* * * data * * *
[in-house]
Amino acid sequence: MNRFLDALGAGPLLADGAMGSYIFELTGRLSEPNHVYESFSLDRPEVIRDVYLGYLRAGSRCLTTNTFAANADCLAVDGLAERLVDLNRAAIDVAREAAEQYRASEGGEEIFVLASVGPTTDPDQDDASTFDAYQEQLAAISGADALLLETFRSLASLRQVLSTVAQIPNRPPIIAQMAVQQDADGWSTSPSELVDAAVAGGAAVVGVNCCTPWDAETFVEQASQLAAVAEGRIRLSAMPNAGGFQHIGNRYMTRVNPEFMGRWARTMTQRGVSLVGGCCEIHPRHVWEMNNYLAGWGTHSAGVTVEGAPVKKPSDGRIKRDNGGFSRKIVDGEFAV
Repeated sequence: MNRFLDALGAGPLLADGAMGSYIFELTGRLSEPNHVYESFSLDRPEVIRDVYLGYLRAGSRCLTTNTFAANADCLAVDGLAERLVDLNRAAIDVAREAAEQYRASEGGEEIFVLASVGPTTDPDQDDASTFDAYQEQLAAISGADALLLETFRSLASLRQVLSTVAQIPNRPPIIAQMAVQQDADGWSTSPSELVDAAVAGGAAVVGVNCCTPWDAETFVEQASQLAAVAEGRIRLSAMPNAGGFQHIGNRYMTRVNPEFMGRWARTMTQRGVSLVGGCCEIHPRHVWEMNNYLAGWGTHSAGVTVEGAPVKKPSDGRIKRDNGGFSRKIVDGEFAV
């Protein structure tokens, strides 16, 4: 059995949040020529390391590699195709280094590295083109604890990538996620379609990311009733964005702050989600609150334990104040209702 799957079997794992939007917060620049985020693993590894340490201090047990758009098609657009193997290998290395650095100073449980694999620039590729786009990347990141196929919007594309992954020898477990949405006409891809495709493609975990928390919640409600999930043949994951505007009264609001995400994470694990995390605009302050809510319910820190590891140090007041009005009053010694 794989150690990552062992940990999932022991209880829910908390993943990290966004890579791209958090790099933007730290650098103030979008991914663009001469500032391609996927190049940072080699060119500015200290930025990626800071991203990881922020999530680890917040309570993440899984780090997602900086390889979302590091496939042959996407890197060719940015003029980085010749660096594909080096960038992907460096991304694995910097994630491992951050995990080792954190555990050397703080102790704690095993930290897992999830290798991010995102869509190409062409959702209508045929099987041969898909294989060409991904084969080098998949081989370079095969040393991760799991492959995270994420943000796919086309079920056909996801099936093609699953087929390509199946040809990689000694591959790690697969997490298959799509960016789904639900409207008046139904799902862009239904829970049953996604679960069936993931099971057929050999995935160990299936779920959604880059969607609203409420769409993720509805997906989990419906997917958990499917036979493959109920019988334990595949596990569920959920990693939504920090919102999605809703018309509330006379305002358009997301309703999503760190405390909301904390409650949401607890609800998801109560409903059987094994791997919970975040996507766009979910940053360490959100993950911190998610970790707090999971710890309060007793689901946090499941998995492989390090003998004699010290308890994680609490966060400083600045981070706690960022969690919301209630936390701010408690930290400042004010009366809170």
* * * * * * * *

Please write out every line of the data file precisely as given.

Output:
[in-house]
Amino acid sequence: MNRFLDALGAGPLLADGAMGSYIFELTGRLSEPNHVYESFSLDRPEVIRDVYLGYLRAGSRCLTTNTFAANADCLAVDGLAERLVDLNRAAIDVAREAAEQYRASEGGEEIFVLASVGPTTDPDQDDASTFDAYQEQLAAISGADALLLETFRSLASLRQVLSTVAQIPNRPPIIAQMAVQQDADGWSTSPSELVDAAVAGGAAVVGVNCCTPWDAETFVEQASQLAAVAEGRIRLSAMPNAGGFQHIGNRYMTRVNPEFMGRWARTMTQRGVSLVGGCCEIHPRHVWEMNNYLAGWGTHSAGVTVEGAPVKKPSDGRIKRDNGGFSRKIVDGEFAV
Repeated sequence: MNRFLDALGAGPLLADGAMGSYIFELTGRLSEPNHVYESFSLDRPEVIRDVYLGYLRAGSRCLTTNTFAANADCLAVDGLAERLVDLNRAAIDVAREAAEQYRASEGGEEIFVLASVGPTTDPDQDDASTFDAYQEQLAAISGADALLLETFRSLASLRQVLSTVAQIPNRPPIIAQMAVQQDADGWSTSPSELVDAAVAGGAAVVGVNCCTPWDAETFVEQASQLAAVAEGRIRLSAMPNAGGFQHIGNRYMTRVNPEFMGRWARTMTQRGVSLVGGCCEIHPRHVWEMNNYLAGWGTHSAGVTVEGAPVKKPSDGRIKRDNGGFSRKIVDGEFAV
């Protein structure tokens, strides 16, 4: 059995949040020529390391590699195709280094590295083109604890990538996620379609990311009733964005702050989600609150334990104040209702 799957079997794992939007917060620049985020693993590894340490201090047990758009098609657009193997290998290395650095100073449980694999620039590729786009990347990141196929919007594309992954020898477990949405006409891809495709493609975990928390919640409600999930043949994951505007009264609001995400994470694990995390605009302050809510319910820190590891140090007041009005009053010694 794989150690990552062992940990999932022991209880829910908390993943990290966004890579791209958090790099933007730290650098103030979008991914663009001469500032391609996927190049940072080699060119500015200290930025990626800071991203990881922020999530680890917040309570993440899984780090997602900086390889979302590091496939042959996407890197060719940015003029980085010749660096594909080096960038992907460096991304694995910097994630491992951050995990080792954190555990050397703080102790704690095993930290897992999830290798991010995102869509190409062409959702209508045929099987041969898909294989060409991904084969080098998949081989370079095969040393991760799991492959995270994420943000796919086309079920056909996801099936093609699953087929390509199946040809990689000694591959790690697969997490298959799509960016789904639900409207008046139904799902862009239904829970049953996604679960069936993931099971057929050999995935160990299936779920959604880059969607609203409420769409993720509805997906989990419906997917958990499917036979493959109920019988334990595949596990569920959920990693939504920090919102999605809703018309509330006379305002358009997301309703999503760190405390909301904390409650949401607890609800998801109560409903059987094994791997919970975040996507766009979910940053360490959100993950911190998610970790707090999971710890309060007793689901946090499941998995492989390090003998004699010290308890994680609490966060400083600045981070706690960022969690919301209630936390701010408690930290400042004010009366809170």